Electronic Music interview: Teenage Engineering TE OP1 Team
Written November 10 2009
Teenage Engineering is a combination of members from a varied history of beloved electronic music tools. Johan Kotlinski behind LSDJ is on the team as are people who worked on the ever-popular Elektron MachineDrum and MonoMachine. It's no surprise then that their upcoming product, the TE OP-1, or 'Operator' is already anticipated with great lust by many.
The OP-1 is a synthesizer and controller. There are 8 synth models, 8 samplers, effects for producing sound, not to mention an FM radio tossed in for good measure. You can also use it to control your software sequencer thanks to 2 octave keyboard and buttons for play, stop, record, forward and rewind. The Operator is not only built to impress internally, it also has a very sleek and modern looking exterior and user interface.
In terms of inputs there's a 3.5mm input for audio or mic, 3.5mm output for line out or headphones, a proprietary power connector, a USB 2.0 port and holes for use with a carry strap.
The OP-1 team at Teenage Engineering was kind enough to take a few minutes to answer some questions about what the device was about and where the inspiration came from.
Your mission is "to create products with superior quality, functional design and top-class engineering." It may have been believed that you are solely looking to create electronic music devices but products such as the Studio System work light and the nefarious looking Syricon confuse expectations. Can we expect a TE Toaster as well? Can you expand on your mission please?
I guess you can expect anything from TE in the future. But we have a plan with all products and all will have one thing in common. You'll see.
What products (musical or otherwise) inspired the OP-1? Was something missing in your own studio?
The first idea came up about 10 years ago. Some of the team worked together on the MachineDrum and the MonoMachine with Elektron, that's the reason behind a synthesizer.
We wanted to create a modern portable unit with a real and intutive UI. The inspiration for the Op-1 is a mix of a lot of machines (not just synthesizers) that we all love. To mention some: DX7, JX3P, SH-101, Nintendo and the LSDJ (Johan Kotlinski is a teammember), Buchla, Fairlight MFX3, Animac, Electrolux, Vortex... Also we want the Op-1 to be a fun and creative tool. We think we have some great new stuff here that opens up for that.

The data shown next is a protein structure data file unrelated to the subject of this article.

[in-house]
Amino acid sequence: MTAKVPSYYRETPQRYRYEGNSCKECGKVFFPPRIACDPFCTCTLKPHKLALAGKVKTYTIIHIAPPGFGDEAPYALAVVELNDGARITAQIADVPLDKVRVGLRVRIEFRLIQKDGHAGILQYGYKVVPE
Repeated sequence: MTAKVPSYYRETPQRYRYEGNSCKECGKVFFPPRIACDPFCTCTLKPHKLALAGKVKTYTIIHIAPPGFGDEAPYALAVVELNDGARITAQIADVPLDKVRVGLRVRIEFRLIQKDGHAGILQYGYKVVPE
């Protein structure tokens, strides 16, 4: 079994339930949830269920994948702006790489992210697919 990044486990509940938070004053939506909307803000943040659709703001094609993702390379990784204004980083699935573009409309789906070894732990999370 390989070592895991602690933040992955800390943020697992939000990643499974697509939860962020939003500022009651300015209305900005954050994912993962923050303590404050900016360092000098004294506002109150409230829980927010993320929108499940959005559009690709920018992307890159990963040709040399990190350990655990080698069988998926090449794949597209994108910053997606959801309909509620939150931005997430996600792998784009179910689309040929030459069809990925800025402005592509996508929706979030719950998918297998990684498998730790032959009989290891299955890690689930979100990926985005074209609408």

What are your thoughts on allowing the public to update, program and access the software of the OP-1? Will there be a publicly available API so that anyone can hack and modify the machine? If not, why not?
Good question! In some ways it will be "hackable". We have some great ideas on this subject. Can't reveal that yet, sorry.
There's a noticeable amount of concern about the price of the OP-1. Success of other machines such as the Elektron MonoMachine indicate that there's a market for well-built, unique electronic music machines. However, the 649 EUR (~$950 USD) price of your Studio System light is making people very nervous about where you could be headed with the price of the OP-1. It's clear that you're not targeting the mass market, but how concerned are you about making your products affordable?
We want to create great products with superior quality. We hope that people will understand, and appriciate this. But we also try to make it as affordable as possible of course. We are doing the best we can here. But we will not trade quality to a lower pricetag.
Are you including software that will allow us to store and manipulate patches on a computer?
No. Not in that way. Yes, in another way. Very simple.
Can you explain the sequencer? How many sequences/banks can it store? Can you automate the envelopes, copy/paste sequences and export sequences via USB/midi?
How customizable and how sensitive is the motion sensor?
+/- 3g. And assignable.
Can you tell us about some of the other synth models?
We have FM, Cluster, DRW, Pulse, String (and maybe a few more) ready.
Can you explain the purpose of the FM radio?
We wanted a built-in FM radio. Just for the sake of it. And it's useful sometimes.
What type of battery will it use? Can users take it out and put in a new or stronger one?
It's a Li-Ion type. The battery takes up a great space of the Op-1's interior. It's 3600 mAh. You are not supposed to change the battery.
Tell us what you think about the device. Does this sound like something you're interested in? What's missing? What did they get just right?
I didn't realize that some of the developers also worked on the MonoMachine and MachineDrum, that's definitely a good sign.
The FM radio could be useful for wireless audio connections using something like a Griffin RocketFM.